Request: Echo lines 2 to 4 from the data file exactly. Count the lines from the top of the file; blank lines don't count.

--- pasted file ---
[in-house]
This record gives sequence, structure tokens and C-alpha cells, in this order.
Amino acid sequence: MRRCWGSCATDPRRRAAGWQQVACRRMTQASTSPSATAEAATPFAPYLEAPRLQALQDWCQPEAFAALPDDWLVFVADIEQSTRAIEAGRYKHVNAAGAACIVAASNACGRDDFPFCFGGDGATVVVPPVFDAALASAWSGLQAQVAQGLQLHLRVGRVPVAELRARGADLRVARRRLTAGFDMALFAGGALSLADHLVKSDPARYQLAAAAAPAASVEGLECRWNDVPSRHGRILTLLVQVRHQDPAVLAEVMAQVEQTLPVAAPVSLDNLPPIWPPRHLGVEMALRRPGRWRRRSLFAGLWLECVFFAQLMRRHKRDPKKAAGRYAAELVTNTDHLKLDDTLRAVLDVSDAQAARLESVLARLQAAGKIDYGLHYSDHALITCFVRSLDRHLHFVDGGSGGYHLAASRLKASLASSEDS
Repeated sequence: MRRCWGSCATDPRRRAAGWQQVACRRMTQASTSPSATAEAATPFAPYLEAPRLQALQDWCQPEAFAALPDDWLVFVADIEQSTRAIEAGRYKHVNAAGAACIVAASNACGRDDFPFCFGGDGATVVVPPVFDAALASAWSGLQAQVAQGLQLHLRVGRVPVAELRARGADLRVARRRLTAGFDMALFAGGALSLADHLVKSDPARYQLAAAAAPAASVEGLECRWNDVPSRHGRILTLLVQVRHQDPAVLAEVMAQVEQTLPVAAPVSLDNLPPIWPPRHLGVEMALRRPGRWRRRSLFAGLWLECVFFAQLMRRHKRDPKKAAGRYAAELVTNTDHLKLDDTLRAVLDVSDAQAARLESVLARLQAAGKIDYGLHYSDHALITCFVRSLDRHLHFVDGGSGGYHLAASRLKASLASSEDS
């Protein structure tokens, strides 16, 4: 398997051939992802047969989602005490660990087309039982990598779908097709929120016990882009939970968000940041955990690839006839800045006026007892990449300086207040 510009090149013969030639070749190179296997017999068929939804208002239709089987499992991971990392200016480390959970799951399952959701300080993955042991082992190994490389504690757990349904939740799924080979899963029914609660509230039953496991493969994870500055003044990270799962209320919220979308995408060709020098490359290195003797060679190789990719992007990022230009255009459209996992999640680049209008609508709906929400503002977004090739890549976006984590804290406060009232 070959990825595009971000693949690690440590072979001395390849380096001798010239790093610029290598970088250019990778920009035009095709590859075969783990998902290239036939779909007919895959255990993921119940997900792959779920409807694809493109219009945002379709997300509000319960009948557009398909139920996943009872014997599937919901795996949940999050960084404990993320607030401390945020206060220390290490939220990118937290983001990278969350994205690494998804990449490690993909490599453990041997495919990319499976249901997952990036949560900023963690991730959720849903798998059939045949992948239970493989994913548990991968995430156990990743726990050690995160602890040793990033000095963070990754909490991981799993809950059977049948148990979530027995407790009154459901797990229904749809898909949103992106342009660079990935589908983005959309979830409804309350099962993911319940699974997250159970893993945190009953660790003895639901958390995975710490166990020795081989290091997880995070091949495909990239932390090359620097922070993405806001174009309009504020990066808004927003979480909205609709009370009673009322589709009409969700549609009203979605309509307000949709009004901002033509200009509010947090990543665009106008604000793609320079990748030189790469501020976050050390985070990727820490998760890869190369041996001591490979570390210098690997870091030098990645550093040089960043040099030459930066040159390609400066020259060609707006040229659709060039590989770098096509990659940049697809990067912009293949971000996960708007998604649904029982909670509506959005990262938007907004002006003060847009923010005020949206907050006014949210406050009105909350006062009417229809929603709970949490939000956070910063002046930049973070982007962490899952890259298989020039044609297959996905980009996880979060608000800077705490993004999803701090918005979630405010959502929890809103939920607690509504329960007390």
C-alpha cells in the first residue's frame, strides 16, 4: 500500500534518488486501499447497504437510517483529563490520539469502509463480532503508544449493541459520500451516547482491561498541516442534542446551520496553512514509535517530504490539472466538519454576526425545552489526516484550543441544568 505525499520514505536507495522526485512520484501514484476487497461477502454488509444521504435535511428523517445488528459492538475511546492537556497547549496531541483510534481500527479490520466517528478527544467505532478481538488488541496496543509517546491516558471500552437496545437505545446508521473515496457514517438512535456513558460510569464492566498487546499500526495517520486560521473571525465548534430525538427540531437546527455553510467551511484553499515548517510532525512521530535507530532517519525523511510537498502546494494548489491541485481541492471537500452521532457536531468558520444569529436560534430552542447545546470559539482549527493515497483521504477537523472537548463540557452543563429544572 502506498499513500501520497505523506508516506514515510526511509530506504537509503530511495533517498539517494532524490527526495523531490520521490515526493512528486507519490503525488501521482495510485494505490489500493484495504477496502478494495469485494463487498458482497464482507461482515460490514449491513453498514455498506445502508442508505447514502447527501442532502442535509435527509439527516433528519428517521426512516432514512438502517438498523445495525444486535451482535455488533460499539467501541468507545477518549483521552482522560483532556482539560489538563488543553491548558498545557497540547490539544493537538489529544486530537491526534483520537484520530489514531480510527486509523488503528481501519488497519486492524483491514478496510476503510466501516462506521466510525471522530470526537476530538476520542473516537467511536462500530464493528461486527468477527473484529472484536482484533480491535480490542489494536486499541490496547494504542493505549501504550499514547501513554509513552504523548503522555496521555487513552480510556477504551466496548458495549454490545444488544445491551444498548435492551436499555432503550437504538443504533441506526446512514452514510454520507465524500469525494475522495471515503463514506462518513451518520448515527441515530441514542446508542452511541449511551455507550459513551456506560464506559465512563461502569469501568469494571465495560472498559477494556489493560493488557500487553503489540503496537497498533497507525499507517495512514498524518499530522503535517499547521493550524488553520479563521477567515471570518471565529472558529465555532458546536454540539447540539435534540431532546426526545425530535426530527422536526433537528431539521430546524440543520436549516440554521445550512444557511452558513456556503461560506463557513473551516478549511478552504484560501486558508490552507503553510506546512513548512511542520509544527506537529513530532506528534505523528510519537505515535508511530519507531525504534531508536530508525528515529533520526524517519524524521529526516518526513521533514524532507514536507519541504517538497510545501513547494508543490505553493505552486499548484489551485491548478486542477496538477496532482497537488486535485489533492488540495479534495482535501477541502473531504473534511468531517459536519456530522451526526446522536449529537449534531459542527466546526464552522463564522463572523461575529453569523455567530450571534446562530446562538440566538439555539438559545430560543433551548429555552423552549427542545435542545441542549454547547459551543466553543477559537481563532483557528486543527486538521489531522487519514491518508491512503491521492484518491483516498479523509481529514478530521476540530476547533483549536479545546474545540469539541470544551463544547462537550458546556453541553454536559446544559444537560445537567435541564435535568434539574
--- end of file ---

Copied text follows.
This record gives sequence, structure tokens and C-alpha cells, in this order.
Amino acid sequence: MRRCWGSCATDPRRRAAGWQQVACRRMTQASTSPSATAEAATPFAPYLEAPRLQALQDWCQPEAFAALPDDWLVFVADIEQSTRAIEAGRYKHVNAAGAACIVAASNACGRDDFPFCFGGDGATVVVPPVFDAALASAWSGLQAQVAQGLQLHLRVGRVPVAELRARGADLRVARRRLTAGFDMALFAGGALSLADHLVKSDPARYQLAAAAAPAASVEGLECRWNDVPSRHGRILTLLVQVRHQDPAVLAEVMAQVEQTLPVAAPVSLDNLPPIWPPRHLGVEMALRRPGRWRRRSLFAGLWLECVFFAQLMRRHKRDPKKAAGRYAAELVTNTDHLKLDDTLRAVLDVSDAQAARLESVLARLQAAGKIDYGLHYSDHALITCFVRSLDRHLHFVDGGSGGYHLAASRLKASLASSEDS
Repeated sequence: MRRCWGSCATDPRRRAAGWQQVACRRMTQASTSPSATAEAATPFAPYLEAPRLQALQDWCQPEAFAALPDDWLVFVADIEQSTRAIEAGRYKHVNAAGAACIVAASNACGRDDFPFCFGGDGATVVVPPVFDAALASAWSGLQAQVAQGLQLHLRVGRVPVAELRARGADLRVARRRLTAGFDMALFAGGALSLADHLVKSDPARYQLAAAAAPAASVEGLECRWNDVPSRHGRILTLLVQVRHQDPAVLAEVMAQVEQTLPVAAPVSLDNLPPIWPPRHLGVEMALRRPGRWRRRSLFAGLWLECVFFAQLMRRHKRDPKKAAGRYAAELVTNTDHLKLDDTLRAVLDVSDAQAARLESVLARLQAAGKIDYGLHYSDHALITCFVRSLDRHLHFVDGGSGGYHLAASRLKASLASSEDS